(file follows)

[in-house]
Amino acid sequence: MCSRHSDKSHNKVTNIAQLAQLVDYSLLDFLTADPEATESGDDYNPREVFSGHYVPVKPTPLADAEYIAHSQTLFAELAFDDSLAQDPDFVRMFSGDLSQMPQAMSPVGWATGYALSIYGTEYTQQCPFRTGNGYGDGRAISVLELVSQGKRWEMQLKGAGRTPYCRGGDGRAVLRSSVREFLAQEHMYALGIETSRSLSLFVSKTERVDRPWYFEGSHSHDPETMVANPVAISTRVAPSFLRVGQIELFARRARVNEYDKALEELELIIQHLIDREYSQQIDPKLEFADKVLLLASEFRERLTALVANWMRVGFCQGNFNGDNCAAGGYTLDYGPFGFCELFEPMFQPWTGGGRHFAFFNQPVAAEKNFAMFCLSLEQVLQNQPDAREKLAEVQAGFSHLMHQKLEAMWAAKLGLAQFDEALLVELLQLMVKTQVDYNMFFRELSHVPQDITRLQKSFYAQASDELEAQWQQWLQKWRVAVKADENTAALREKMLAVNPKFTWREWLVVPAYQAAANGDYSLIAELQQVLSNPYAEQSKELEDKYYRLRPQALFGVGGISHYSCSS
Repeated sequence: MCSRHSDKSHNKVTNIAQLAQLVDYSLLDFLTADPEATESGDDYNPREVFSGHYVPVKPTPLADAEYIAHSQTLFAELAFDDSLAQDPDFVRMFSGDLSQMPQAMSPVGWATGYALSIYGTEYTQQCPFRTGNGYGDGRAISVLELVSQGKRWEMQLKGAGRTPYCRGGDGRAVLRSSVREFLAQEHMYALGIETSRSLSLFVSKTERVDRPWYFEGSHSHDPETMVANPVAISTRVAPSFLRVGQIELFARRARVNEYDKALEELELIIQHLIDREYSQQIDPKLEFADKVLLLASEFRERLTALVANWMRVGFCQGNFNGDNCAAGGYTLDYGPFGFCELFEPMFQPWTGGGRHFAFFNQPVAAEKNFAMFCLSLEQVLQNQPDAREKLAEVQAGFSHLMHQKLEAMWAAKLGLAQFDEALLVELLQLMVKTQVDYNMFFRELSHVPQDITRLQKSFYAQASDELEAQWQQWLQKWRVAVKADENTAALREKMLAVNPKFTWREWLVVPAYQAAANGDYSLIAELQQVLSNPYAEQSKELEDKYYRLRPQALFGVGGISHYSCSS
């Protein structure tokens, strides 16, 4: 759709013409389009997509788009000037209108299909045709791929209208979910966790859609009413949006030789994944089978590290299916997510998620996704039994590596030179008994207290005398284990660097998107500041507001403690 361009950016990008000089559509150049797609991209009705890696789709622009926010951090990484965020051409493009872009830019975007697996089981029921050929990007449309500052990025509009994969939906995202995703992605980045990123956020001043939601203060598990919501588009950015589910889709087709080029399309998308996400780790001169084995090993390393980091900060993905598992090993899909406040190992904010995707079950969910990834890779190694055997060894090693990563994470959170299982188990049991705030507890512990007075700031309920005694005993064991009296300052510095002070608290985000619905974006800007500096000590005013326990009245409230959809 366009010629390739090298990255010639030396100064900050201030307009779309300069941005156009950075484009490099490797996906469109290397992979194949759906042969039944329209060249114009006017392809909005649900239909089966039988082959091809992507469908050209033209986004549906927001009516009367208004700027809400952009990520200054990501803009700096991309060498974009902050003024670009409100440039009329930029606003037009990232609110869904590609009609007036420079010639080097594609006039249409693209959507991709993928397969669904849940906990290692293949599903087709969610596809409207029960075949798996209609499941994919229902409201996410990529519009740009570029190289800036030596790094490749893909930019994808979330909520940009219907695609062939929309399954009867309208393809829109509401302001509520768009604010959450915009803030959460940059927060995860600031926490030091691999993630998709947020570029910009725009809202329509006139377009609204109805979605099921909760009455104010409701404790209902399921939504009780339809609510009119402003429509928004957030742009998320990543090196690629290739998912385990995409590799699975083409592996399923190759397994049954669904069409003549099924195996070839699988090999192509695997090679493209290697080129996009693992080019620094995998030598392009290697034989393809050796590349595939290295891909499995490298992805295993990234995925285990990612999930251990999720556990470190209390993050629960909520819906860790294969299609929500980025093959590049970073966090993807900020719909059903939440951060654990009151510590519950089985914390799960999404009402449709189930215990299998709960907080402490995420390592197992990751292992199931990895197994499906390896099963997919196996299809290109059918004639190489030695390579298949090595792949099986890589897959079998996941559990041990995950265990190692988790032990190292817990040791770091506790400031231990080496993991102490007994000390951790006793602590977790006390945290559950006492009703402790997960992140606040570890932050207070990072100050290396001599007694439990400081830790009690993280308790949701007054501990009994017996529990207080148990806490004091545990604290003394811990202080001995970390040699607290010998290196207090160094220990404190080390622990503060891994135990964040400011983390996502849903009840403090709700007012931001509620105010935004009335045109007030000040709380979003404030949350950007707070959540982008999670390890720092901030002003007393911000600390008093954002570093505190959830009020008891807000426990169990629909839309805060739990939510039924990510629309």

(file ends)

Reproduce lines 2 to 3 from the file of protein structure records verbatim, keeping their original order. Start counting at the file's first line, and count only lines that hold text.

Amino acid sequence: MCSRHSDKSHNKVTNIAQLAQLVDYSLLDFLTADPEATESGDDYNPREVFSGHYVPVKPTPLADAEYIAHSQTLFAELAFDDSLAQDPDFVRMFSGDLSQMPQAMSPVGWATGYALSIYGTEYTQQCPFRTGNGYGDGRAISVLELVSQGKRWEMQLKGAGRTPYCRGGDGRAVLRSSVREFLAQEHMYALGIETSRSLSLFVSKTERVDRPWYFEGSHSHDPETMVANPVAISTRVAPSFLRVGQIELFARRARVNEYDKALEELELIIQHLIDREYSQQIDPKLEFADKVLLLASEFRERLTALVANWMRVGFCQGNFNGDNCAAGGYTLDYGPFGFCELFEPMFQPWTGGGRHFAFFNQPVAAEKNFAMFCLSLEQVLQNQPDAREKLAEVQAGFSHLMHQKLEAMWAAKLGLAQFDEALLVELLQLMVKTQVDYNMFFRELSHVPQDITRLQKSFYAQASDELEAQWQQWLQKWRVAVKADENTAALREKMLAVNPKFTWREWLVVPAYQAAANGDYSLIAELQQVLSNPYAEQSKELEDKYYRLRPQALFGVGGISHYSCSS
Repeated sequence: MCSRHSDKSHNKVTNIAQLAQLVDYSLLDFLTADPEATESGDDYNPREVFSGHYVPVKPTPLADAEYIAHSQTLFAELAFDDSLAQDPDFVRMFSGDLSQMPQAMSPVGWATGYALSIYGTEYTQQCPFRTGNGYGDGRAISVLELVSQGKRWEMQLKGAGRTPYCRGGDGRAVLRSSVREFLAQEHMYALGIETSRSLSLFVSKTERVDRPWYFEGSHSHDPETMVANPVAISTRVAPSFLRVGQIELFARRARVNEYDKALEELELIIQHLIDREYSQQIDPKLEFADKVLLLASEFRERLTALVANWMRVGFCQGNFNGDNCAAGGYTLDYGPFGFCELFEPMFQPWTGGGRHFAFFNQPVAAEKNFAMFCLSLEQVLQNQPDAREKLAEVQAGFSHLMHQKLEAMWAAKLGLAQFDEALLVELLQLMVKTQVDYNMFFRELSHVPQDITRLQKSFYAQASDELEAQWQQWLQKWRVAVKADENTAALREKMLAVNPKFTWREWLVVPAYQAAANGDYSLIAELQQVLSNPYAEQSKELEDKYYRLRPQALFGVGGISHYSCSS